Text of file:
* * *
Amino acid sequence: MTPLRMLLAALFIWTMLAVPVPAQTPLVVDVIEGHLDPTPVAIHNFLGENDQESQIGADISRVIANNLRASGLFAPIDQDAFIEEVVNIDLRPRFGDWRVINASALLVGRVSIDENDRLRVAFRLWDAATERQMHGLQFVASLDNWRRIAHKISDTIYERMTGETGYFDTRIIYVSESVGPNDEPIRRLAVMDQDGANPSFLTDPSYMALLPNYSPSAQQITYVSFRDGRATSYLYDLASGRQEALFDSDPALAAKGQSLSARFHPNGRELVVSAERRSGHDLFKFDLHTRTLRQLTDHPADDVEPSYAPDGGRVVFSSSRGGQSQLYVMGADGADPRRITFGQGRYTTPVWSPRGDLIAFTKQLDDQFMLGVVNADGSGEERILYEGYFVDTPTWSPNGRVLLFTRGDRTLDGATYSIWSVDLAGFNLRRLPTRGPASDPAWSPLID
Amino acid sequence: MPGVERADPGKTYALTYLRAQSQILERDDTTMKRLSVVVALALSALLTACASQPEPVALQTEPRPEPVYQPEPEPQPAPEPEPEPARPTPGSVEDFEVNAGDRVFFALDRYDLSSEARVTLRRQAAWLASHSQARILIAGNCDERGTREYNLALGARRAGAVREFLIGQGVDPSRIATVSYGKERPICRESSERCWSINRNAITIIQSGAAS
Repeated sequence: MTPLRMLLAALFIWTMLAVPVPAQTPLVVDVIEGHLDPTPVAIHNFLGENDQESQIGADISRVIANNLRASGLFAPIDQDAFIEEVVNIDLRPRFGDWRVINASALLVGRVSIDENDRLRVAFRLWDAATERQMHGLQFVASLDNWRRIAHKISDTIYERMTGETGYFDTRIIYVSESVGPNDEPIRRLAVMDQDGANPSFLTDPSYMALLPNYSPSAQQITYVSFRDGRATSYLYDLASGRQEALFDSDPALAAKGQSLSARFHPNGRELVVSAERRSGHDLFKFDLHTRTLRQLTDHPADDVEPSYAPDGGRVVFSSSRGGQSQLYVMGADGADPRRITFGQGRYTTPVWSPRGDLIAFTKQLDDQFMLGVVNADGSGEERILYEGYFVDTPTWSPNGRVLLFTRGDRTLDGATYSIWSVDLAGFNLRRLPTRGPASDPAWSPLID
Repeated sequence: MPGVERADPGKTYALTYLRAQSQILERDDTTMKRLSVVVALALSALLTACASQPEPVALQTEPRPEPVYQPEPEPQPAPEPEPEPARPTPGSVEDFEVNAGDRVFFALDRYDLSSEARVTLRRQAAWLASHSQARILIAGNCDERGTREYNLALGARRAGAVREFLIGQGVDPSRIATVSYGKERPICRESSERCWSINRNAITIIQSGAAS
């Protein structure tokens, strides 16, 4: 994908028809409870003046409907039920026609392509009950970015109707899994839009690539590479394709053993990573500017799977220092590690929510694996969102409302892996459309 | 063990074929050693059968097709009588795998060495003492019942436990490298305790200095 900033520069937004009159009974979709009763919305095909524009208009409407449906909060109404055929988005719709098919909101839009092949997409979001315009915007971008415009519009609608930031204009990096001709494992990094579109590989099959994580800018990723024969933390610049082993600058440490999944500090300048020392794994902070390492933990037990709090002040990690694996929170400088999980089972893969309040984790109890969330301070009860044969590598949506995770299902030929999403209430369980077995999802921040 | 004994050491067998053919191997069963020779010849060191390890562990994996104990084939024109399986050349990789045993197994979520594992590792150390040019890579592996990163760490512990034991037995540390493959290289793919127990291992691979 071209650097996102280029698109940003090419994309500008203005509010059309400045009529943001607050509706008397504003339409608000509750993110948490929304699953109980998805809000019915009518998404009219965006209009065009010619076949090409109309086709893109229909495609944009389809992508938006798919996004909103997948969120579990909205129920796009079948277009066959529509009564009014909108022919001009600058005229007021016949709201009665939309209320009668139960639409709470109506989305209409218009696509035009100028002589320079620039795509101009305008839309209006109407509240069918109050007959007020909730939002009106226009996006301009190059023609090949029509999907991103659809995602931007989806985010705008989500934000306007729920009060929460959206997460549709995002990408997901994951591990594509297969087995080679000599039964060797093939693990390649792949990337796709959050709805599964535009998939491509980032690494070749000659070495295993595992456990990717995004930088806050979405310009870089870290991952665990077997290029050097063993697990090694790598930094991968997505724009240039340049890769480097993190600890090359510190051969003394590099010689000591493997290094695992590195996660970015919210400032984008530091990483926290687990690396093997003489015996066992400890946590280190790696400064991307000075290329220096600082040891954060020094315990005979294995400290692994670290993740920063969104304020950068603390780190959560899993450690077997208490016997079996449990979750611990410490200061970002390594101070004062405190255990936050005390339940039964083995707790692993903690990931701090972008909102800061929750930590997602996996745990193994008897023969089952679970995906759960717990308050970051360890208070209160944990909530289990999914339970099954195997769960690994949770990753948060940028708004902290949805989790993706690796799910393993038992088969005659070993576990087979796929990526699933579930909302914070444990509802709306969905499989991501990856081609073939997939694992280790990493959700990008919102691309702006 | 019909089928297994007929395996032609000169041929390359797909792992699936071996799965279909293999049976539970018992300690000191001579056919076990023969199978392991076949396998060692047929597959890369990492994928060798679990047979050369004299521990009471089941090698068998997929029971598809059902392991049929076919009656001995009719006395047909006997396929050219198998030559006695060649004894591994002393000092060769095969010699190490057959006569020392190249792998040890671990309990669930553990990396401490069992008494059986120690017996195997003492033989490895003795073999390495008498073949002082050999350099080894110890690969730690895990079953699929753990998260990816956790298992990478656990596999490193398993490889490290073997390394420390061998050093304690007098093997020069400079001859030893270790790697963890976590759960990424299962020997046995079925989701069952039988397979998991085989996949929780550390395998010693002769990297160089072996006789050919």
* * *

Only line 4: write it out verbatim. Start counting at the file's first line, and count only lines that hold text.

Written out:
Repeated sequence: MPGVERADPGKTYALTYLRAQSQILERDDTTMKRLSVVVALALSALLTACASQPEPVALQTEPRPEPVYQPEPEPQPAPEPEPEPARPTPGSVEDFEVNAGDRVFFALDRYDLSSEARVTLRRQAAWLASHSQARILIAGNCDERGTREYNLALGARRAGAVREFLIGQGVDPSRIATVSYGKERPICRESSERCWSINRNAITIIQSGAAS